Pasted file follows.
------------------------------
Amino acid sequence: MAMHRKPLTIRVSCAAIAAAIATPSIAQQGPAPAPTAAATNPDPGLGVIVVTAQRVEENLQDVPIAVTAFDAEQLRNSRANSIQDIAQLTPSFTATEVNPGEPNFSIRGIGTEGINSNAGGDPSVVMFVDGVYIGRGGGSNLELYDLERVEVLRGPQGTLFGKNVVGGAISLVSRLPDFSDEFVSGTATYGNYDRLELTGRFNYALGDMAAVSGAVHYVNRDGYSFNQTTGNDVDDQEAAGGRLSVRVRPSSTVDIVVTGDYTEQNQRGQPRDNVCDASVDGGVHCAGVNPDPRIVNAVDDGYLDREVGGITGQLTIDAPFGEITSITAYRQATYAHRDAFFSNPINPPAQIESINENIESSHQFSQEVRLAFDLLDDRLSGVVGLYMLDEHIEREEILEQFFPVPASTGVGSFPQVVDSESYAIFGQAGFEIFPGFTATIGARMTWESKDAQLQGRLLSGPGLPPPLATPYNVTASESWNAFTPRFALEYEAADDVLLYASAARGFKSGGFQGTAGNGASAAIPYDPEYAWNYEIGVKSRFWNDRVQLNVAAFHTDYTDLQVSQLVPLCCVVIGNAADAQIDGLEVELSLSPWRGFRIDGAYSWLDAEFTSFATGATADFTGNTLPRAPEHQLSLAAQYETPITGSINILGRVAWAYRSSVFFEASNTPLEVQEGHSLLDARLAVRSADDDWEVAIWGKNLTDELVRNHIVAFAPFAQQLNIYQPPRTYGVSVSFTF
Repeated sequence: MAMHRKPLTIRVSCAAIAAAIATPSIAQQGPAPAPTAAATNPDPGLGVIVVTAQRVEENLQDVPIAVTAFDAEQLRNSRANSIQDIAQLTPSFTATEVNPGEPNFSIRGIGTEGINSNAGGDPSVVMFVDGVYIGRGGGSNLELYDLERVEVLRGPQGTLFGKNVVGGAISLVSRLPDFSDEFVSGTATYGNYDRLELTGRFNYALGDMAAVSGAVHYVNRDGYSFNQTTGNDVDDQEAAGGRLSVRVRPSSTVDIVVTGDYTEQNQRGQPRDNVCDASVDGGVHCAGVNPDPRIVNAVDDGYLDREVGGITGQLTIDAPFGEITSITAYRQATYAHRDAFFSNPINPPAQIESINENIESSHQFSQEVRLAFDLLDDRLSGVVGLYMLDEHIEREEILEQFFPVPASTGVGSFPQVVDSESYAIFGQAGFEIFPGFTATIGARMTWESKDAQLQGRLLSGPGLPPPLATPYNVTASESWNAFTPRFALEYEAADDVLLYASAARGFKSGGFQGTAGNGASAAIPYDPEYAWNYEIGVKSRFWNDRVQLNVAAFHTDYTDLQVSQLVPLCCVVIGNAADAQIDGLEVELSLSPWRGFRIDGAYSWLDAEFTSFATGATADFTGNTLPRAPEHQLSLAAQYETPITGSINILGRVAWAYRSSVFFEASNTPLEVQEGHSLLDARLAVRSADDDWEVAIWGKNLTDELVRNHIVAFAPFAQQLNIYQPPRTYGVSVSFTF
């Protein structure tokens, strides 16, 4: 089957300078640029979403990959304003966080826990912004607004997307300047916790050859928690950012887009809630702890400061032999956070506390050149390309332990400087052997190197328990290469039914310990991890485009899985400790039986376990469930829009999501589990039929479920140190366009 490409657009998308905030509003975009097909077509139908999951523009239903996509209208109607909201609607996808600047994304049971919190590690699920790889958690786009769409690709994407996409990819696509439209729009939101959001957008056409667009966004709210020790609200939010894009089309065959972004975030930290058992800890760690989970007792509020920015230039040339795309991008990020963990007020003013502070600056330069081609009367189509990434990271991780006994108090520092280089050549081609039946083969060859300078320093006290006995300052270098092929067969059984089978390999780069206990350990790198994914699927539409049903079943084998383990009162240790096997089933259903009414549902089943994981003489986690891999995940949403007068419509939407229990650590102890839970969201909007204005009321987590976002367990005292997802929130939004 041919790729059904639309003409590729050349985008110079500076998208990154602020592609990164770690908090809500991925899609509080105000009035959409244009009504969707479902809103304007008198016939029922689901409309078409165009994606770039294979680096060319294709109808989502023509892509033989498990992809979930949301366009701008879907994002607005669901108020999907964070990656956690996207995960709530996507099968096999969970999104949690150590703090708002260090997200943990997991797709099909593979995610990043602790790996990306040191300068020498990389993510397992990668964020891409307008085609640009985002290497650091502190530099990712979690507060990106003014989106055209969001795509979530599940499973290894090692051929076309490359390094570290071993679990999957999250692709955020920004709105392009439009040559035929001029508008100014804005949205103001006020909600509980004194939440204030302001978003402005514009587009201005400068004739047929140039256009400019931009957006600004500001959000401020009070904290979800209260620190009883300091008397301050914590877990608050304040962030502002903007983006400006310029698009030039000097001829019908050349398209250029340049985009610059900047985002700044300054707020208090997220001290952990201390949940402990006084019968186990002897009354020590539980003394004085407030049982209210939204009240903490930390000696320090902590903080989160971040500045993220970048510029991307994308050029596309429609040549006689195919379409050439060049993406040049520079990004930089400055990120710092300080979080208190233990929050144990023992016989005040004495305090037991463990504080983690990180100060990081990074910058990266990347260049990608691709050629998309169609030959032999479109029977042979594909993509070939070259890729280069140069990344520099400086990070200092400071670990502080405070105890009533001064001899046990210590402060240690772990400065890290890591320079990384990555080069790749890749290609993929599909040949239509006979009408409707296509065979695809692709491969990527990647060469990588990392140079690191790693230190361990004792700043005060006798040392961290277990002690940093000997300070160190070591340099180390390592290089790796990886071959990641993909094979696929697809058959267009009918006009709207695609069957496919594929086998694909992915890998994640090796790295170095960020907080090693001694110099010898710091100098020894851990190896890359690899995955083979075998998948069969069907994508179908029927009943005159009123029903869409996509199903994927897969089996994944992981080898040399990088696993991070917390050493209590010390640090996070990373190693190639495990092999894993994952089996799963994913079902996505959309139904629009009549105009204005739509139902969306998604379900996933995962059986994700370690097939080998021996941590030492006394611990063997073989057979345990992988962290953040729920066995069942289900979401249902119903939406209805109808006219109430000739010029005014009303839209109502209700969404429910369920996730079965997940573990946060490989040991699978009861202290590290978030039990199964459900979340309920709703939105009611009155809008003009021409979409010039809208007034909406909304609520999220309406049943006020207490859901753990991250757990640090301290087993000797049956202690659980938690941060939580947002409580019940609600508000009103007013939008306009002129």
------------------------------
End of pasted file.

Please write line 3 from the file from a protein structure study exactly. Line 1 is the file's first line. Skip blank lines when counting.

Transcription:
């Protein structure tokens, strides 16, 4: 089957300078640029979403990959304003966080826990912004607004997307300047916790050859928690950012887009809630702890400061032999956070506390050149390309332990400087052997190197328990290469039914310990991890485009899985400790039986376990469930829009999501589990039929479920140190366009 490409657009998308905030509003975009097909077509139908999951523009239903996509209208109607909201609607996808600047994304049971919190590690699920790889958690786009769409690709994407996409990819696509439209729009939101959001957008056409667009966004709210020790609200939010894009089309065959972004975030930290058992800890760690989970007792509020920015230039040339795309991008990020963990007020003013502070600056330069081609009367189509990434990271991780006994108090520092280089050549081609039946083969060859300078320093006290006995300052270098092929067969059984089978390999780069206990350990790198994914699927539409049903079943084998383990009162240790096997089933259903009414549902089943994981003489986690891999995940949403007068419509939407229990650590102890839970969201909007204005009321987590976002367990005292997802929130939004 041919790729059904639309003409590729050349985008110079500076998208990154602020592609990164770690908090809500991925899609509080105000009035959409244009009504969707479902809103304007008198016939029922689901409309078409165009994606770039294979680096060319294709109808989502023509892509033989498990992809979930949301366009701008879907994002607005669901108020999907964070990656956690996207995960709530996507099968096999969970999104949690150590703090708002260090997200943990997991797709099909593979995610990043602790790996990306040191300068020498990389993510397992990668964020891409307008085609640009985002290497650091502190530099990712979690507060990106003014989106055209969001795509979530599940499973290894090692051929076309490359390094570290071993679990999957999250692709955020920004709105392009439009040559035929001029508008100014804005949205103001006020909600509980004194939440204030302001978003402005514009587009201005400068004739047929140039256009400019931009957006600004500001959000401020009070904290979800209260620190009883300091008397301050914590877990608050304040962030502002903007983006400006310029698009030039000097001829019908050349398209250029340049985009610059900047985002700044300054707020208090997220001290952990201390949940402990006084019968186990002897009354020590539980003394004085407030049982209210939204009240903490930390000696320090902590903080989160971040500045993220970048510029991307994308050029596309429609040549006689195919379409050439060049993406040049520079990004930089400055990120710092300080979080208190233990929050144990023992016989005040004495305090037991463990504080983690990180100060990081990074910058990266990347260049990608691709050629998309169609030959032999479109029977042979594909993509070939070259890729280069140069990344520099400086990070200092400071670990502080405070105890009533001064001899046990210590402060240690772990400065890290890591320079990384990555080069790749890749290609993929599909040949239509006979009408409707296509065979695809692709491969990527990647060469990588990392140079690191790693230190361990004792700043005060006798040392961290277990002690940093000997300070160190070591340099180390390592290089790796990886071959990641993909094979696929697809058959267009009918006009709207695609069957496919594929086998694909992915890998994640090796790295170095960020907080090693001694110099010898710091100098020894851990190896890359690899995955083979075998998948069969069907994508179908029927009943005159009123029903869409996509199903994927897969089996994944992981080898040399990088696993991070917390050493209590010390640090996070990373190693190639495990092999894993994952089996799963994913079902996505959309139904629009009549105009204005739509139902969306998604379900996933995962059986994700370690097939080998021996941590030492006394611990063997073989057979345990992988962290953040729920066995069942289900979401249902119903939406209805109808006219109430000739010029005014009303839209109502209700969404429910369920996730079965997940573990946060490989040991699978009861202290590290978030039990199964459900979340309920709703939105009611009155809008003009021409979409010039809208007034909406909304609520999220309406049943006020207490859901753990991250757990640090301290087993000797049956202690659980938690941060939580947002409580019940609600508000009103007013939008306009002129």